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Massachusetts Appeals Court Reaffirms MERS' Role As Mortgagee

The Massachusetts Appeals Court, in a Rule 1:28 decision, has once again reaffirmed its holdings in Sullivan v. Kondaur Capital Corp., 85 Mass.App.Ct. 202 (2014) and Shea v. Federal Natl' Mort. Assn., et al., 87 Mass.App.Ct. 901 (2015), that the Mortgage Electronic Registration Systems, Inc. ("MERS") system of mortgage assignments comports with Massachusetts law.  The Appeals Court further reaffirmed that MERS' status as mortgagee, even "solely as nominee for [lender] and [lender]'s successors and assigns," grants to MERS all the rights and powers of a mortgagee, including the right to foreclose and exercise the power of sale in the mortgage.  Epps v. Bank of America, N.A., et al., 15-P-1095, 2016 Mass. App. Unpub. LEXIS 974 (Oct. 11, 2016).

MERS is an organization that allows for the transfer or mortgages among its member banks without the need for a new recording in the applicable registry of deeds for each transfer.  MERS appoints employees of its member banks as officers or secretaries of MERS, who then have the power to assign mortgages to other members, or from other members to themselves.  Throughout any transfer, MERS remains the mortgagee of record for the benefit of the member bank currently holding the note.

Plaintiff Leslie Epps refinanced her mortgage through Mortgage Network, Inc. ("MNI") in 2003, executing a promissory note in favor of MNI and a mortgage deed to MERS as mortgagee and nominee for MNI.  In September 2008, after Epps had defaulted, MERS recorded an assignment of the mortgage to Countrywide Home Loans, Inc. ("Countrywide").  Following foreclosure, Epps filed suit arguing that Countrywide's foreclosure was invalid because Countrywide did not hold the note.  The Appeals Court noted that pursuant to U.S. Bank Natl. Assn. v. Ibanez, 458 Mass. 637, 648 (2011), an entity has the authority to exercise the power of sale in a mortgage if they are the assignee of the mortgage at the time of the notice of sale and the subsequent foreclosure sale, and MERS made such an assignment to Countrywide prior to the foreclosure.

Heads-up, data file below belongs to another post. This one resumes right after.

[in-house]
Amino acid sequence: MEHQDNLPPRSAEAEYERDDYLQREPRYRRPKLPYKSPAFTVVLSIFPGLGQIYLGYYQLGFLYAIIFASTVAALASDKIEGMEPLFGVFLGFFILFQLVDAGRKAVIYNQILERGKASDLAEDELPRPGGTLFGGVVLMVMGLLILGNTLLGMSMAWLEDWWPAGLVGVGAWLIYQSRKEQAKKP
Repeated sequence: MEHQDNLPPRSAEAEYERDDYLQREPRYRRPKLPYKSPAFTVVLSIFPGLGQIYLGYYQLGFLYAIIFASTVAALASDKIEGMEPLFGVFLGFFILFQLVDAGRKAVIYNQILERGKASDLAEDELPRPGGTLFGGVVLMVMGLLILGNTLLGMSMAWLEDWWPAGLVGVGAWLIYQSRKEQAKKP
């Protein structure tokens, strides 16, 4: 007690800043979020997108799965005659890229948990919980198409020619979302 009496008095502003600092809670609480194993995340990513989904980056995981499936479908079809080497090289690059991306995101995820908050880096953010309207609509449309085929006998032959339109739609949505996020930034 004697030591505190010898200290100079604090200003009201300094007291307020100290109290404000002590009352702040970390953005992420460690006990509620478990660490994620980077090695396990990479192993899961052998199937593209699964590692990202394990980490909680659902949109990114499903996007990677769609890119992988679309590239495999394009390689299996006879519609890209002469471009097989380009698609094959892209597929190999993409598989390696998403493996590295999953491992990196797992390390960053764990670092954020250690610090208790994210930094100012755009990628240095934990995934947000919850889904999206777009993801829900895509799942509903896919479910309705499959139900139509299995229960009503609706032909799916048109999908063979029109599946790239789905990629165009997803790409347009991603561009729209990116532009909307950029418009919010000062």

The Appeals Court further rejected Epps's assertion that MERS never held the status of "mortgagee" because it never held the note.  Because the notice of foreclosure was provided prior to June 22, 2012, the Supreme Judicial Court's decision in Eaton v. Federal Natl' Mort. Assn., 462 Mass. 569, 588-589 (2012), requiring the foreclosing entity to also hold the note, did not apply.  "MERS's interest as mortgagee was not inherently invalid because it was separated from ownership of the underlying debt.  MERS was the lawful mortgagee, and there was no requirement that the foreclosing entity also hold the note."  Epps (internal citations omitted).  Epps's attack on MERS's status as mortgagee was ultimately unavailing.  "The mortgage was given by Epps to MERS, and assigned to Countrywide...No evidence in the record disputes that by the time of the foreclosure sale notice and the sale itself...Countrywide was the record holder of the mortgage, and was vested with all the authority granted to MERS under the mortgage, including the power of sale."  Id. (emphasis added).

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